That’s what I was hoping for and expecting as an ending, but I didn’t get it. That’s what was there in the characters anyway—somewhere where the characters exist beyond canon, that’s what I saw in them. I just needed her to forgive him, not because he’d earned it, but because she wanted to give it. I needed her to say it to him and for him to hear it. And I think if she’d done that, he would’ve been able to forgive himself too.
To end this on a happy note, in an alternate universe somewhere, Su-ji and Do-han are the most badass prosecutor/detective duo ever (with some low-key skinship scenes to make the most of their chemistry) and Bomi and Kyung-soo get married and have five super nerdy kids and they turn a three-story bathhouse into a vigilante den. One floor is entirely for the computers.
I wrote this in Eun-joong’s point of view because I’m a disgusting, self-indulgent prick.
When we got news that Do-han—no, Kwan-woo now—had woken from his coma, we were elated. Su-ji had been muttering over how she couldn’t forgive herself if he had died for her (that’s not how it works, Yoo-na would hate him if he went to heaven just for that one good deed). Kyung-soo and Bomi both agreed that it would be too soon for him to push daisies, and Priest Jang simply gave a slight, enigmatic smile before informing us not to alert anyone else of this.
Understandable, really—knowing the press, it would once again blow up over their father’s case, and with how volatile their father could get, they were afraid the negative attention would upset him. “Just pretend he’s dead,” he had implored us, “For both my sake, as well as his. He wanted to, anyway.” From my seat beside him, I swore he had rolled his eyes at the final statement and inwardly agreed… knowing how overdramatic he was before, anyway.
Of course, with every miracle, there was a little drawback, as we soon learned at the hospital. Kwan-woo had broken his neck at the 5th vertebrae, but he wasn’t completely paralyzed—with enough physiotherapy to wake his muscles up from the coma, he would soon be able to regain use of his arms and eventually (hopefully) walk again. While Kyung-soo and Bomi went inside the ward with Priest Jang, I watched Su-ji linger outside, hesitant to go in. “You want me to come with?” I offered, but she merely smiled and jammed her hands into her pockets, and looked back at me with a relaxed grin that I belatedly realized I hadn’t seen for years.
“I feel relieved it happened,” she responded, her eyes drifting to the glass panel where we could both see Bomi trying to smother Kwan-woo with her favorite giant bunny plush, “He has a lot to make up to me and Yoo-na. Might as well start now. Death’s too cheap for a guy like him.” At the last line, though, Su-ji tittered in laughter, but her eyes brimmed with tears—and I knew why. I knew her too well, and it was obvious what weighed on her mind. Our feelings remained knotted and conflicted over Kwan-woo, but as long as he was around, I figured Su-ji could at least work with him past her grief.
The next few months passed like a whirlwind, everyone trying to help Kwan-woo get comfortable in their ways. Bomi brought plushies and continued to drown him in them while grumbling (he hated it), linking him to a bird’s-eye view of Seoul on her closed-circuit surveillance system and showing him all the bars he had missed while he was asleep. Kyung-soo played League while sitting on Kwan-woo’s bed, letting him control one side of the keyboard with his working fingers so that he could get engaged as well. Priest Jang caught Kwan-woo up on their father’s current status, as well as general current affairs, often engaging in small-talk with his stepbrother.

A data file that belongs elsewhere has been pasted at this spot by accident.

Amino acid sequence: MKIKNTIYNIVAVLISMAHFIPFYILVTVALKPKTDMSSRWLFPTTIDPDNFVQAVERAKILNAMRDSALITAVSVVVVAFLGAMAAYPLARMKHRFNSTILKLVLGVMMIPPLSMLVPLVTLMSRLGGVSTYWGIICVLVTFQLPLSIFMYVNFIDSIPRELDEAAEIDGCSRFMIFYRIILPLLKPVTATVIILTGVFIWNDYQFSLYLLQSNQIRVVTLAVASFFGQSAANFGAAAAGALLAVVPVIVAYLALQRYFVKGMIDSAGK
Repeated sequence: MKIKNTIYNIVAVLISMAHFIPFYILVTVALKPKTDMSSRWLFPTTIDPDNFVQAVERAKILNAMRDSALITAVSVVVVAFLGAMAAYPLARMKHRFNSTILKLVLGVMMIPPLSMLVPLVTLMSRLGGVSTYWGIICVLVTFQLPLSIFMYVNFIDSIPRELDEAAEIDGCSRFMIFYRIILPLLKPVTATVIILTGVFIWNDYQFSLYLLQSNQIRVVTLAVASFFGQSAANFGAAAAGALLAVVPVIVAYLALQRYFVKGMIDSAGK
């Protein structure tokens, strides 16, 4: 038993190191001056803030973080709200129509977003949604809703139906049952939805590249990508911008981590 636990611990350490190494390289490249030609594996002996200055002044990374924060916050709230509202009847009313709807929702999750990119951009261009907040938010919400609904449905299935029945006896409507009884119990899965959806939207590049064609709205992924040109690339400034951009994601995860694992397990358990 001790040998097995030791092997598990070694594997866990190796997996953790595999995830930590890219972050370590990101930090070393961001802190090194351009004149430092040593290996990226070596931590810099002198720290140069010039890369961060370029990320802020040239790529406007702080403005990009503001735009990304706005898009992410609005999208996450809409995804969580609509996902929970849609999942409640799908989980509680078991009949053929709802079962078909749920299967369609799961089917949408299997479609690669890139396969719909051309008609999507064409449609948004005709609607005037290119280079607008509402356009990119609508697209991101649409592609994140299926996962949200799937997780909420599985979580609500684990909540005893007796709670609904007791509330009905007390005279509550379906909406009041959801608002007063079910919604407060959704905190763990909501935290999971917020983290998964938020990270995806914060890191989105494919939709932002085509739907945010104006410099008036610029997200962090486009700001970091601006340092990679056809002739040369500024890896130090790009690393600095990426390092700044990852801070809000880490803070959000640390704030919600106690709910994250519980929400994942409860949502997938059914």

I, in the meantime, gave him intel on various prosecutors and he continued to make fun of my fashion sense—it still annoyed me to no end that his first words post waking up were, “That suit and that gel part again? Hyung, you’re way too predictable,” while he wheezed in laughter. Su-ji’s visits, though, were short, often peppered in awkward silence as they exchanged the barest of pleasantries before eventually going quiet once more, having little to say that wouldn’t end up hurting the other. Su-ji had often been one to keep her negativity to herself, and it didn’t seem like Kwan-woo was going to make the first step to reconcile either.
I confided in Kwan-woo about this as I pushed him through the garden, and he gave an incredulous laugh before fixing his gaze at me. “You’re so naggy and sappy,” he complained, before his tone changed to a whisper of seriousness, “I know you like her, and I sympathize, but I… well, I basically killed her daughter. You’re not expecting me to make the first move.” His eyes drifted to the side of his chair, staring staunchly at the flowers in silent self-reproach, and I immediately regretted pushing my personal feelings about this situation onto him like this.
We sat in silence for the longest time, before my phone went off with news of the case I had been chasing down—the son of a judge who had gone undetected after he had murdered a man by accident and pushed the crime onto a bystander. Kwan-woo listened to my conversation with interest, before chuckling softly to himself. “Hyung, hyung, hyung,” he tutted condescendingly, “Why don’t you seem to learn? It’s easy to pull the rug out from under this guy. We just need the right method, if you know what I mean.”
Tilting his head to the side slightly, his face cracked into the unhinged grin I had grown to miss, the same grin he had when he was due to rain hell on those he had devoted himself to bringing down. I had long forgotten how much I missed that grin. We exchanged knowing smirks before I tossed him my Bluetooth so that he could listen in on the call and give his thoughts on how to bring down this felon.
The real games were only about to begin.